The state of North Carolina is considering moves to lift the ban on hydraulic fracturing operations, despite concerns raised by green organizations that drilling works might pose a threat to the environment, the News Observer reported.
Last Wednesday, the Senate Finance Committee unanimously approved new energy legislation that will lift the state's moratorium on fracking and provide incentives to encourage shale gas exploration. The bill now moves on to the Senate Commerce committee, where it will be voted on this week. If committee members vote in favor of the proposed bill, the ban on fracking will be lifted as of March 1, 2015.
Sen. E.S. "Buck" Newton, a Republican from Johnston, Nash and Wilson counties, commented that North Carolina needs the jobs that potential fracking operations might create and the United States as a whole needs the energy that shale gas can produce. The state is ready to welcome businesses in this sector, he added.
The bill proposes a number of legislative changes that industry representatives wanted to see in place before pouring capital into the state economy, Newton explained. Together with other bill supporters, he would like to see North Carolina on top of investors' lists for shale gas exploration projects. However, supporters of the bill warned that the state should be careful not to repeat the situation in which New York failed to effectively lift the moratorium for three years.
If the bill is approved, this would basically eliminate all barriers against fracking and operators could be given their permits as early as two years from now, said Democratic Sen. Floyd McKissick Jr., of Durham.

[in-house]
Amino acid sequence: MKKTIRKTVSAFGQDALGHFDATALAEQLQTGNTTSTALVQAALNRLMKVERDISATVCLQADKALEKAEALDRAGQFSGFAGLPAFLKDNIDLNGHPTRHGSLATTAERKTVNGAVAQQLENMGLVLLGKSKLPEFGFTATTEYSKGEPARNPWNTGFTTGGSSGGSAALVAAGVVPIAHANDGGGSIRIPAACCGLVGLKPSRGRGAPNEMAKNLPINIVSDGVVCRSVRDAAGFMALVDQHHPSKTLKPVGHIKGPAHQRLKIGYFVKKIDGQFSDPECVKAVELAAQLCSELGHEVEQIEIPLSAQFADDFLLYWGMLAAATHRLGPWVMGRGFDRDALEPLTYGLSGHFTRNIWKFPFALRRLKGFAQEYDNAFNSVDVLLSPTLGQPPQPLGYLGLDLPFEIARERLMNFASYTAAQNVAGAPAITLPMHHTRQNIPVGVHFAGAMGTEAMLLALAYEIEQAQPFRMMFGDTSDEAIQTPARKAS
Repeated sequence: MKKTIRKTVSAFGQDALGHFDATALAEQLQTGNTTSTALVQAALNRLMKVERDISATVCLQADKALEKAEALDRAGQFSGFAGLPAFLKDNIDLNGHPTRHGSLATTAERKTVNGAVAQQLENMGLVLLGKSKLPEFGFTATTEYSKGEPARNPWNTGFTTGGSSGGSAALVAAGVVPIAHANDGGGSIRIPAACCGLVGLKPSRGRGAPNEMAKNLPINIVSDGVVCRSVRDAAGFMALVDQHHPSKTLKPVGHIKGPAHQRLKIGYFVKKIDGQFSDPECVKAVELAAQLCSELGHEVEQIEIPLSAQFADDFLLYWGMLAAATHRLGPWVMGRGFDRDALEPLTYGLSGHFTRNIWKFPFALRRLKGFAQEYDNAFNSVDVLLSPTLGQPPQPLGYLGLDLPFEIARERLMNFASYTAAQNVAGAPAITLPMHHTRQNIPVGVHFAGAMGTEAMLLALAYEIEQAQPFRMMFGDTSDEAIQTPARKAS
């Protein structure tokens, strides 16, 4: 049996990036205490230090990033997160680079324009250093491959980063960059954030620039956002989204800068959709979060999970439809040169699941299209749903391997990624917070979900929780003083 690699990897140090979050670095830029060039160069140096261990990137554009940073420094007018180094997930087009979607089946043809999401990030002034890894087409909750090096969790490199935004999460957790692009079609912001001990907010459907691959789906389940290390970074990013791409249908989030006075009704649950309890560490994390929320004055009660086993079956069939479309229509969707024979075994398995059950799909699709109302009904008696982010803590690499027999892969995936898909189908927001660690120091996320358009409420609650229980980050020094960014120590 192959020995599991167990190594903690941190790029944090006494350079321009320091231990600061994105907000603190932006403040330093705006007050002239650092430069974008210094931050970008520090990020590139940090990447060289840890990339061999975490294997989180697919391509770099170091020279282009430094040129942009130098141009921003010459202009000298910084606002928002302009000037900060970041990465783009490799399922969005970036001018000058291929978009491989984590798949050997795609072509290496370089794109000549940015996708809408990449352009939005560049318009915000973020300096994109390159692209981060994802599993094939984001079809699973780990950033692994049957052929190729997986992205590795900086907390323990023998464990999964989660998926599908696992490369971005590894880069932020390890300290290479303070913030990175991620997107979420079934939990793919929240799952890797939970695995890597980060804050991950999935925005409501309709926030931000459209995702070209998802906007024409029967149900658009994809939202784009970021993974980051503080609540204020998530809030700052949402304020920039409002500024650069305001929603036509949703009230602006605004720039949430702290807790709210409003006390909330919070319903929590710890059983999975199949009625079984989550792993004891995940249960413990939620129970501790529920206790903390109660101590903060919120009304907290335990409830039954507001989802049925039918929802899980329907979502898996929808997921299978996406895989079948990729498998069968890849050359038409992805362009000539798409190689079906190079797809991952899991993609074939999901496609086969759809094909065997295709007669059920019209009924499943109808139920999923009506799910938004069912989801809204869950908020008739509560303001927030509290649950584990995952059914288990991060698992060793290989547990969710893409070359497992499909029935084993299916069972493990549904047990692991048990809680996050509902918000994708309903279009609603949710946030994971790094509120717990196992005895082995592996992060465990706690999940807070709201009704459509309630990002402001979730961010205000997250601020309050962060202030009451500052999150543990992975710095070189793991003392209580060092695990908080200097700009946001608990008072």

The new legislation would also require environmental regulators to facilitate business and create opportunities for the energy companies they oversee and would ban local authorities from taxing energy developers. In addition, it would do away with the state's landman registry for those who offer drilling leases to property owners.
According to the latest estimates, between 15 trillion and 30 trillion cubic feet of natural gas lie under ground in North Carolina, which is 10 times more than previous estimates, Newton claimed. In 2012, the U.S. Geological Survey calculated that North Carolina had between 779 billion and 3 trillion cubic feet of natural gas. Newton noted that actual shale gas deposits in other parts of the country had proved substantially larger than provisional estimates before the actual fracking operation started.
Members of the committee who support the bill gave examples of the economic boom in other states that have allowed drilling operations. North Dakota, for instance, helped turn marginalized towns into thriving communities, where local fast food chains are paying as much as $15 per hour in order to be able to attract employees, said Sen. Harry Brown, a Republican from Onslow and Jones counties.